As I was riding through the rice fields that were just sprouting, a bright yellow single engine plane swooped over the field and sprayed chemicals on it.  I stopped and put my Covid mask on, hoping for some protection.  From then on I noticed the constant buzzing of these small planes swooping down, steeply banking on the turns, and then rising up to treat another field.

Way too soon I hit the end of the trail... well not quite.  I could see the end of the trail on the other side of this bridge.  It was even too spongy for me to feel safe enough to walk across it.



There was a turn off just before the bridge, that is what took me to Williams College where I was happy to find a ball field with the restrooms clean and open.  Thank you!



 The journey back was going to be over too fast.  I was out of coffee.  I turned in to ride around Walnut Ridge in search of a cup.  I pulled up to the Chamber of Commerce and saw it was also the Amtrak station.

Next to it was a memorial of some kind.  I figured it was a veterans memorial.  I was pleasantly surprised to find it was Commemorating Hwy 67 as the Rock n Roll highway.  Performers drove down this highway to different venues on their tours.






The image on the video below didn't come through.  Here is the link.

I pushed a button and the music played and I began to bounce around.  I thought of my brother, Larry, who is a huge old music of the 50's and 60's fan.  He also likes to visit quirky places.  This should be added to his list of places he wants to but probably never will visit.  You were here in spirit, Larry!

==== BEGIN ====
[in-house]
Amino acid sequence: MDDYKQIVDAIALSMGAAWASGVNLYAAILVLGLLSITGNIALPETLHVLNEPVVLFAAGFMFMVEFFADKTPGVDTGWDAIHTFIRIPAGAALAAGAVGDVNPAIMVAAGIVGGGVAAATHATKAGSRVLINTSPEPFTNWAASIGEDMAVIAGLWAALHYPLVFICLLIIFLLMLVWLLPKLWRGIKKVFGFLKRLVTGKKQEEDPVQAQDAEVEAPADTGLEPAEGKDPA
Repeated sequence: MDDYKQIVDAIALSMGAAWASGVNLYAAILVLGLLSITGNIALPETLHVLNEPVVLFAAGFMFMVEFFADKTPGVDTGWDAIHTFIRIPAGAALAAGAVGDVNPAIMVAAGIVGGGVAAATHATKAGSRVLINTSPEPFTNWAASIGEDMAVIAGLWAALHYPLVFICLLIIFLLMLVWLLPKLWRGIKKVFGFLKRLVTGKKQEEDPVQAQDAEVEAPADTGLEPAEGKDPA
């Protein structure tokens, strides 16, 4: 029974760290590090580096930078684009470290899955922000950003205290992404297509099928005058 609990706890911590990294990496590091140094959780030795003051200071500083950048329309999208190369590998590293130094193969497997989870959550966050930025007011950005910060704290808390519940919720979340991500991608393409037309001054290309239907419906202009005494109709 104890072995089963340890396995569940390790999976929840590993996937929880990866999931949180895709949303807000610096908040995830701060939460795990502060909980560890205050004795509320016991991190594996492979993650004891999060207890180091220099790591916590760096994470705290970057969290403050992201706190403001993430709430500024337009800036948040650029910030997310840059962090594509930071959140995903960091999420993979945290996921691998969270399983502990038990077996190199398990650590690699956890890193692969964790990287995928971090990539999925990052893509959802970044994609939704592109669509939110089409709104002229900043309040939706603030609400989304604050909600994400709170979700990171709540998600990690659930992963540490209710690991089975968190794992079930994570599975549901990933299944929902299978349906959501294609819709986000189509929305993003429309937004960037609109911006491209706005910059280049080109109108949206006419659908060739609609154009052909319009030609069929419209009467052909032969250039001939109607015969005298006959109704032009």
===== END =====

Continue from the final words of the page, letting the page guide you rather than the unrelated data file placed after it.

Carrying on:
The display also said there was an Abby Road in Walnut Ridge with a Beatles display.  First I rode around to find coffee.  Oh my!  I got a sinful frosty mocha coffee treat instead.


Three of the Beatles came through town to jump on a puddle hopper plane to get to a secluded destination for some R&R.  The sound of a bigger-than usual jet landing sent three teens to investigate and found them getting on a plane.  I think it was Paul that didn't do small planes and rode in a truck instead.


So that is this small town's claim to fame.  Fun!

I finished my ride and drove to a State Park nearby.  Lake Charles.  On the way the road that ran next to the black river sometimes floods, and the forests next to the road was flooded this day.  The current was very swift.

The route there took me on a winding Hwy 25 where I couldn't pass up a small state park that was historical.


There were two huge tall pillars on either side of the bridge.  Weird, I thought maybe a bridge or place to drop cargo (like grains) onto ships.

A kiosk told the story of the judge that sentenced murderers to be hung until they were "dead, dead, dead."  The hanging tree used to be right by the old jail.  It wasn't until the 1920's I think that any washing and sewage facilities were added to the jail.  It must have stunk!